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What Is Call Routing?

Call routing is a call management feature used to place incoming calls in a queue. Learn about call routing and how it can optimize customer contact.

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I’m okay repeating my problem multiple times as the customer support executive connects me to someone more qualified to help me troubleshoot,” said no customer ever. 

Customers don’t like to wait—or repeat themselves. They expect efficient communication and support on demand. 

Luckily, call routing can provide top-notch customer assistance without any extra effort from you.

Call routing, also known as automatic call distribution (ACD), is the process of auto-answering incoming business calls and directing them to specific extensions and groups based on predetermined criteria. It’s the easiest way to connect callers with qualified, available agents to help your customer.

How Does Call Routing Work?

Despite the growing popularity of texting, some customers still prefer communicating over the phone to resolve complicated or technical support issues. Call routing streamlines and enhances their experience when they reach out to your support team for help.

If you’ve ever called a customer support line, you’ve probably heard something like, “For our hours of operation, press 1. To speak to a customer support representative, press 0.” That’s call routing in action.

Phone call routing works using data provided by customers when they call your business. Based on the collected data, callers are then connected to the department most suitable to provide them with the information and help they need.

The entire process can be broken down into three phases:

Phase 1: Call Qualifying 

The caller uses their dial pad or voice to respond to a series of pre-recorded questions or call menu options. 

An interactive voice response (IVR) system then processes their responses to determine the caller’s purpose and the type of help they need.

Phase 2: Call Queuing

The IVR forwards the responses to the ACD, which then queues incoming calls based on specific criteria like the type of query, agent skills, and waiting time.

Phase 3: Call Distribution

All calls wait in a queue until the appropriate agent is free to take their call. 

Similar to the queuing phase, call distribution runs according to your rules to ensure every caller is handled by the right individual or department. For example, skill-based routing will route callers requiring technical assistance to technical agents.

What is an IVR system? 

Interactive voice response, or IVR, is an automated phone system technology that uses text-to-speech or pre-recorded messages to let callers respond to questions or access information without a live agent. 

It’s an efficient self-service tool that helps you make a great first impression on callers by seamlessly transferring information and directing them to the best agents to handle their queries.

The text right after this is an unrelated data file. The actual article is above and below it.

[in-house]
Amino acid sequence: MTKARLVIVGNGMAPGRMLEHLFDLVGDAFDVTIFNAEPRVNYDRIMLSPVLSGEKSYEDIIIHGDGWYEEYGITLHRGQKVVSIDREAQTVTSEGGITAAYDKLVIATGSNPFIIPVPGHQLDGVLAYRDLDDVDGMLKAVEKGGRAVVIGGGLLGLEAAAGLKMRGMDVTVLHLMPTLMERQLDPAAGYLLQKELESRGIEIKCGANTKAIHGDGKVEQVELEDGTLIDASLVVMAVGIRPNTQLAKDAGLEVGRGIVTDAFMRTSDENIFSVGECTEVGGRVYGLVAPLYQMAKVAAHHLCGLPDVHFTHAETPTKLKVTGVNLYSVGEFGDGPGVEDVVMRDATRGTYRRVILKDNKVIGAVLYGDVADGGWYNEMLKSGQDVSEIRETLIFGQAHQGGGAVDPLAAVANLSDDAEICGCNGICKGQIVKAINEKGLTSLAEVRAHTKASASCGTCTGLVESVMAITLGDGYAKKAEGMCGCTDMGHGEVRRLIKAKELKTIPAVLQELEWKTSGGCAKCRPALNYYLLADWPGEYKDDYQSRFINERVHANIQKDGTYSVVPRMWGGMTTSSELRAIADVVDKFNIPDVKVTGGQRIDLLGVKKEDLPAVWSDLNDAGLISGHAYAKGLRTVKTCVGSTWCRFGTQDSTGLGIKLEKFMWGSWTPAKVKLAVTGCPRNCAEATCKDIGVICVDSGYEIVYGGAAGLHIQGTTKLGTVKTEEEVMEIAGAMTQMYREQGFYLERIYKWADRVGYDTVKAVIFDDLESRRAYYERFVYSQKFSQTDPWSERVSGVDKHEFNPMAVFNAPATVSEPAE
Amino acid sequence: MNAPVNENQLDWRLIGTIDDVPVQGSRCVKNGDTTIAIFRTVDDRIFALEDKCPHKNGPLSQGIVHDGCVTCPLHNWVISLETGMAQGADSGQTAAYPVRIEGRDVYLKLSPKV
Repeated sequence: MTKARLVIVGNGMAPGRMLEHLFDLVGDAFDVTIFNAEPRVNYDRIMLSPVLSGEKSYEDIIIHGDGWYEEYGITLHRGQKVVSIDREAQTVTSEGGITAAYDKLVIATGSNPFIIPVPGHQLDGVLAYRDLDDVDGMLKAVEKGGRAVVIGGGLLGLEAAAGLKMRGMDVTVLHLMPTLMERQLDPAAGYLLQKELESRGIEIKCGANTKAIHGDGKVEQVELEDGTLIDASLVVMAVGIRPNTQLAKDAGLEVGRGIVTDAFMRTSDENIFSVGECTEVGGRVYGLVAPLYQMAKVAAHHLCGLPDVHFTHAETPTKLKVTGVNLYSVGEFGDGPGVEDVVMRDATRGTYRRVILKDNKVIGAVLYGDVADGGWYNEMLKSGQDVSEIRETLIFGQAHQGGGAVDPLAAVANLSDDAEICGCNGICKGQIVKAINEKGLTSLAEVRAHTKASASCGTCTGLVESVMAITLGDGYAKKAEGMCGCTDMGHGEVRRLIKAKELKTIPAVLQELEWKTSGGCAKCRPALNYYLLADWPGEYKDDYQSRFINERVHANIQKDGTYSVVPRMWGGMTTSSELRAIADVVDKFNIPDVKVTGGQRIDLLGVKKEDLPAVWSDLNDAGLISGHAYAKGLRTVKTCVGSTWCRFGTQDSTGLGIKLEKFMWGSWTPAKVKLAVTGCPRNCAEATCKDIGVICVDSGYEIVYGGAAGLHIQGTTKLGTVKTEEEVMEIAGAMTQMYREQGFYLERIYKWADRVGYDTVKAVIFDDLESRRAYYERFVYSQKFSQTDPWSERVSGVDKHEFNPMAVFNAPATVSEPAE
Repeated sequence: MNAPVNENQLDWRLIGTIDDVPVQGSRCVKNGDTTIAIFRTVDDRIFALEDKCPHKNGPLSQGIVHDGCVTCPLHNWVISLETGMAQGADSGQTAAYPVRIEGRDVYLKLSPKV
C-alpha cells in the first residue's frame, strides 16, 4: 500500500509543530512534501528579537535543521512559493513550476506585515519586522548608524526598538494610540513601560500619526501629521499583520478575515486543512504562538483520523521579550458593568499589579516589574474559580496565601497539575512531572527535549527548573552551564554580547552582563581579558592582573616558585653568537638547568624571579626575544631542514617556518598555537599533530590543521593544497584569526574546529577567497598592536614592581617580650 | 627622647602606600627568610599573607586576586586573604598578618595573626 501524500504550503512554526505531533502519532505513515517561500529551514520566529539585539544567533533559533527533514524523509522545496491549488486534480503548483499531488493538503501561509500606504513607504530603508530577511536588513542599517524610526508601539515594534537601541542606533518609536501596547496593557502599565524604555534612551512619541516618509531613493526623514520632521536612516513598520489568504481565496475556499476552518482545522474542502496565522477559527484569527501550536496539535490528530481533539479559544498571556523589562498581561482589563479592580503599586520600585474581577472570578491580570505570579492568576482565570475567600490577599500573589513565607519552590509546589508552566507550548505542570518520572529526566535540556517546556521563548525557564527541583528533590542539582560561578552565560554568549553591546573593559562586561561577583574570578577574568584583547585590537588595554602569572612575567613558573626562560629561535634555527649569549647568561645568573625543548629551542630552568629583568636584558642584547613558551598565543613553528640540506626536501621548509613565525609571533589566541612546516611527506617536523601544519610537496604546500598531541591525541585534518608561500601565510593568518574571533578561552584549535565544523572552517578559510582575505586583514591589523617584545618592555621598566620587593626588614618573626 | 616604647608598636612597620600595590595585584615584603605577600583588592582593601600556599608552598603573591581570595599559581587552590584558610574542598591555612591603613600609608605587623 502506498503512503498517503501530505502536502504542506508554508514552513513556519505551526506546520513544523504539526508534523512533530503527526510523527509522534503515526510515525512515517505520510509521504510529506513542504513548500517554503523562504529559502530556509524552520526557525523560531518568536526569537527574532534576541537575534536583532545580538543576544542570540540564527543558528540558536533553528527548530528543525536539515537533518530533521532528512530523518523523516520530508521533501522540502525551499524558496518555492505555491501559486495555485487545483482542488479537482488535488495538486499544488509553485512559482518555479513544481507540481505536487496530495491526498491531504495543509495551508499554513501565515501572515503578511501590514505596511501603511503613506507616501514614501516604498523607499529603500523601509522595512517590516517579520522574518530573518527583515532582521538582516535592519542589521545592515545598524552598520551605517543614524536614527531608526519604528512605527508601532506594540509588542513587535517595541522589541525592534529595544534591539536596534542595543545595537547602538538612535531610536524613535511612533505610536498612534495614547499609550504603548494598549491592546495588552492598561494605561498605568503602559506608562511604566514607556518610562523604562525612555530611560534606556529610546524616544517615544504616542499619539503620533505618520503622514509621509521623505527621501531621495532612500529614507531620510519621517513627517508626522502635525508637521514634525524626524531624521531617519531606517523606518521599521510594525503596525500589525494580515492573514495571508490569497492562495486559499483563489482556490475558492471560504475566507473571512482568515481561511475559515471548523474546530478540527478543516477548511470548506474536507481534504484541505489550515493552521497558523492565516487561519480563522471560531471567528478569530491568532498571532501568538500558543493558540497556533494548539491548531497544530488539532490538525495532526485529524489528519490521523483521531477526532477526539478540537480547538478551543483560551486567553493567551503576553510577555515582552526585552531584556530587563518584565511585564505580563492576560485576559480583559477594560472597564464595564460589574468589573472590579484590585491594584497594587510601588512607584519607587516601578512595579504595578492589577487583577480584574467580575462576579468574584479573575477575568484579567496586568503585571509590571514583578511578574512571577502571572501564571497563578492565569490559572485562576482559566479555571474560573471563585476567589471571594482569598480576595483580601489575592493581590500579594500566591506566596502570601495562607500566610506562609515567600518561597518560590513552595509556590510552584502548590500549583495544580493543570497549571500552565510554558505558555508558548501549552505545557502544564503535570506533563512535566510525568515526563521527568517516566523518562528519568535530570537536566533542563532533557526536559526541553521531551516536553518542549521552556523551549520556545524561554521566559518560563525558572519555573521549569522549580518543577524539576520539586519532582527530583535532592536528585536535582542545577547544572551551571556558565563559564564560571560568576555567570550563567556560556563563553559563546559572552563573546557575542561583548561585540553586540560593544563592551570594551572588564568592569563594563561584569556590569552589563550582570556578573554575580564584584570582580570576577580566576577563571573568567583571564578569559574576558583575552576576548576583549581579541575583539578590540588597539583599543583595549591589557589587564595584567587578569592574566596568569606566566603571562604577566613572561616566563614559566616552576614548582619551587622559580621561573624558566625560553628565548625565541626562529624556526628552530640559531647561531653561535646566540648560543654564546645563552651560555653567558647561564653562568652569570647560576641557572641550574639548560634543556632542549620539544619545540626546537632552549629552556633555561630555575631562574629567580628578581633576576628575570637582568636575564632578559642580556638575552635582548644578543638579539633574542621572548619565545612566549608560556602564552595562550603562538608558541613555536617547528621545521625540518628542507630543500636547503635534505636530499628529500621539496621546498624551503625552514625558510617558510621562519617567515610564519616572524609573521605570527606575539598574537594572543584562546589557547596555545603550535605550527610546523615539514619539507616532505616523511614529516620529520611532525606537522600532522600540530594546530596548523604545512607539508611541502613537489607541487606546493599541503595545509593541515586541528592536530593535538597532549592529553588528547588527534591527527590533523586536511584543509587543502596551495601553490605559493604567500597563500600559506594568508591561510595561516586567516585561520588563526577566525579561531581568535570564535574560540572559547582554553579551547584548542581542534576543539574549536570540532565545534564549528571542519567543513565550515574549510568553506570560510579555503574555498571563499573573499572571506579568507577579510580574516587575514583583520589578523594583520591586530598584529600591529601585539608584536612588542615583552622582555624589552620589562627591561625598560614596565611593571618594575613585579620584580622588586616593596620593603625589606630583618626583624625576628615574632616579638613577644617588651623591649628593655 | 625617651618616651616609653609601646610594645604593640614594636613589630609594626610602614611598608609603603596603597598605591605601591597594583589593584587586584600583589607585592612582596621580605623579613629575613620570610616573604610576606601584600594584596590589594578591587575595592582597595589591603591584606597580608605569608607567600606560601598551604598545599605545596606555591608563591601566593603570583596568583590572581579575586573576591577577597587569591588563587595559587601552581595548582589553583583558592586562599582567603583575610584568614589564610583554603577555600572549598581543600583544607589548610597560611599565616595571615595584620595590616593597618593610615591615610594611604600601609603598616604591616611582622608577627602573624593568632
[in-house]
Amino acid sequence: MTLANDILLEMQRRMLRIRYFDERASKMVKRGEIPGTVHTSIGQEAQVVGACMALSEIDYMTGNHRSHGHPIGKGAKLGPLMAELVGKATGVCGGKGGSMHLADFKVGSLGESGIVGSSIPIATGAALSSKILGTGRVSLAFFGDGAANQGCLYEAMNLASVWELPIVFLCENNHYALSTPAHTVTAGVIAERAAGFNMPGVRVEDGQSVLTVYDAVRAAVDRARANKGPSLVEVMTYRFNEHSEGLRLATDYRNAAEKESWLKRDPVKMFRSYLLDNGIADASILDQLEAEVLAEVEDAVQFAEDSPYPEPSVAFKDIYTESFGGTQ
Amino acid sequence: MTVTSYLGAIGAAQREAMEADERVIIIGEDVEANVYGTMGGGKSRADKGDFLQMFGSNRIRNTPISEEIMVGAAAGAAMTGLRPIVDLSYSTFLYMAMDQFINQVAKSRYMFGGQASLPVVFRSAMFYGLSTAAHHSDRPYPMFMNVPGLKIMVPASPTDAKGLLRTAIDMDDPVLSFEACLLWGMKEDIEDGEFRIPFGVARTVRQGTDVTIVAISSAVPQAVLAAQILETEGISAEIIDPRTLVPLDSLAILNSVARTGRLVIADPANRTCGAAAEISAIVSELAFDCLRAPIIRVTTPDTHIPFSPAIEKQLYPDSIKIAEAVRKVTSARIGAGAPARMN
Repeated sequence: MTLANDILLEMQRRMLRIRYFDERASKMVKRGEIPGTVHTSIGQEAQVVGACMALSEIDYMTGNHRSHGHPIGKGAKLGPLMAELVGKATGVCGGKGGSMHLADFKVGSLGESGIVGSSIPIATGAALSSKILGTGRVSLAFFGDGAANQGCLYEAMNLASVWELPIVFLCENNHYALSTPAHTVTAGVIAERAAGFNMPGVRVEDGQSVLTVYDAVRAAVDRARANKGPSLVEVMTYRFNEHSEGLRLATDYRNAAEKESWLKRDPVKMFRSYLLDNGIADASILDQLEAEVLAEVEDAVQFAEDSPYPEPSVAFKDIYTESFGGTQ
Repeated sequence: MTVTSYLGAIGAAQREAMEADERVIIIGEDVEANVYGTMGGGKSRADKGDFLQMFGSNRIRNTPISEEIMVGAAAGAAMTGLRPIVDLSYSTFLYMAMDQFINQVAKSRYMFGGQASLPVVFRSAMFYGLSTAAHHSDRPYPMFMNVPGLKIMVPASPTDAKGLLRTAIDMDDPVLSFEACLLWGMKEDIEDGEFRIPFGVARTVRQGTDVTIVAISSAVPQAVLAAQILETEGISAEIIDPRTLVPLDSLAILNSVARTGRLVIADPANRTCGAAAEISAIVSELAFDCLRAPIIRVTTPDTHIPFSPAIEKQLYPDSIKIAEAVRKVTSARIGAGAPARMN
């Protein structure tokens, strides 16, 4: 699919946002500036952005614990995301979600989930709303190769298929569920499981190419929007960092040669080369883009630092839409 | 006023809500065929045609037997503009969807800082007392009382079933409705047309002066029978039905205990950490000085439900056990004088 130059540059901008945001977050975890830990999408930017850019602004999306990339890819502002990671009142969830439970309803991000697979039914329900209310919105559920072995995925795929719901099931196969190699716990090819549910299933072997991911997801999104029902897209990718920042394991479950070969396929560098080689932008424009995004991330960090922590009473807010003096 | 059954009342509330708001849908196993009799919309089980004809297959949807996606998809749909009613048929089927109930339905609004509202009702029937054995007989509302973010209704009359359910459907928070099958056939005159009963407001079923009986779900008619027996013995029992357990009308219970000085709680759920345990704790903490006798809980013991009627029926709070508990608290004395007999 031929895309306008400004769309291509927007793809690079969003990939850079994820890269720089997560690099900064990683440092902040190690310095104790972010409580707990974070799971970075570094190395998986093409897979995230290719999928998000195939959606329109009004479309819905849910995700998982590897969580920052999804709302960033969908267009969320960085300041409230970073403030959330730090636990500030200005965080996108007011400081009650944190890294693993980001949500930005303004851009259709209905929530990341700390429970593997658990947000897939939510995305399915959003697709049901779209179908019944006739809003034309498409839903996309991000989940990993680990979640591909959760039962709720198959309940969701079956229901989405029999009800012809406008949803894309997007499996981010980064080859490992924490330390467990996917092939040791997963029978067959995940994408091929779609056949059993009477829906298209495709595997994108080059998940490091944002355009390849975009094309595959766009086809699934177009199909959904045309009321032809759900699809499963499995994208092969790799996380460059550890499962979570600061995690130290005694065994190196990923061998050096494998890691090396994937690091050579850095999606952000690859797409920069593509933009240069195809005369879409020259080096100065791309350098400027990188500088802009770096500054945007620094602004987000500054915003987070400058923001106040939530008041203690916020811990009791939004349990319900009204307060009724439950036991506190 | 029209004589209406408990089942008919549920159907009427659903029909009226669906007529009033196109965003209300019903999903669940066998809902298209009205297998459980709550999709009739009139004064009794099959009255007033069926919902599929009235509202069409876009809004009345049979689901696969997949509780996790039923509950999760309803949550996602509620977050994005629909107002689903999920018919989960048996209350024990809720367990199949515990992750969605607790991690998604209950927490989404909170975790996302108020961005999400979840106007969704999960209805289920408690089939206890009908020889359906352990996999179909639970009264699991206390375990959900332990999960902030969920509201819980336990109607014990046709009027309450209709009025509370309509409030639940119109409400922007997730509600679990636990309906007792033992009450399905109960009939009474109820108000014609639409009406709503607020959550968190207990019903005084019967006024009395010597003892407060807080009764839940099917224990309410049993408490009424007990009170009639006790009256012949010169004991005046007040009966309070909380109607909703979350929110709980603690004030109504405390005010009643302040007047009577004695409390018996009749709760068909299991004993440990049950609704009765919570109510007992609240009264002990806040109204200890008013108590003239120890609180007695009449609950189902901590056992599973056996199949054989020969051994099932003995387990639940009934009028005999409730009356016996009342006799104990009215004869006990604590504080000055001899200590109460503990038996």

An IVR system also includes various intelligent call routing features, such as directing calls to a consultant that speaks a particular language and prioritizing VIP callers, to help lower abandon rates and reduce queue times for calls.

Helpful Criteria Used in Call Routing

Call routing is a popular feature of Voice over Internet Protocol (VoIP), which lets you make and receive voice calls over the internet instead of the regular phone line. VoIP uses certain criteria to determine how to route the call that includes:

  • Caller ID: The incoming call’s phone number lets you know the caller’s location.
  • Time of day: Matches the caller with customer success executives based on their time zone.
  • Auto-attendant selections: Collects caller input in response to an auto-attendant menu of preset choices.
  • Agent skills: Directs the caller to the right customer support executive for their problem based on intelligent call routing logic.
  • Interactive voice response (IVR): If the caller gives a voice response, the call routing system can use artificial intelligence and machine learning to route the call.

The Benefits of Call Routing

Call routing isn’t just “call center technology” anymore. Businesses of all sizes and industries are using it to deliver immediate customer satisfaction and increase revenue.

Here’s same call routing benefits for call centers and businesses:

Reduced Waiting Time

The main purpose of calling is to start immediate 24/7 conversations. 

Phone call routing supports this by auto-transferring inbound calls to available agents with the right skills to help the caller, which also significantly cuts down waiting time.

Faster Problem Resolution

Call routing accelerates customer assistance and issue resolution. When used with the kind of routing that directs calls to agents with the right skills for the caller’s concern, the chances of first-call resolution are even higher.

Improved Performance and Productivity

Automated phone call routing lets your agents focus on their most important job: delivering the best possible customer service. They can focus their energy on assisting customers, resulting in higher productivity levels. 

Reduced Call Abandonment Rate

Callers often drop off calls when their issues aren’t fixed efficiently and promptly. The agent may not understand their concerns or they may get redirected too many times. 

When you implement effective call routing strategies, you can lower call abandonment rates by ensuring top-notch, efficient service every time.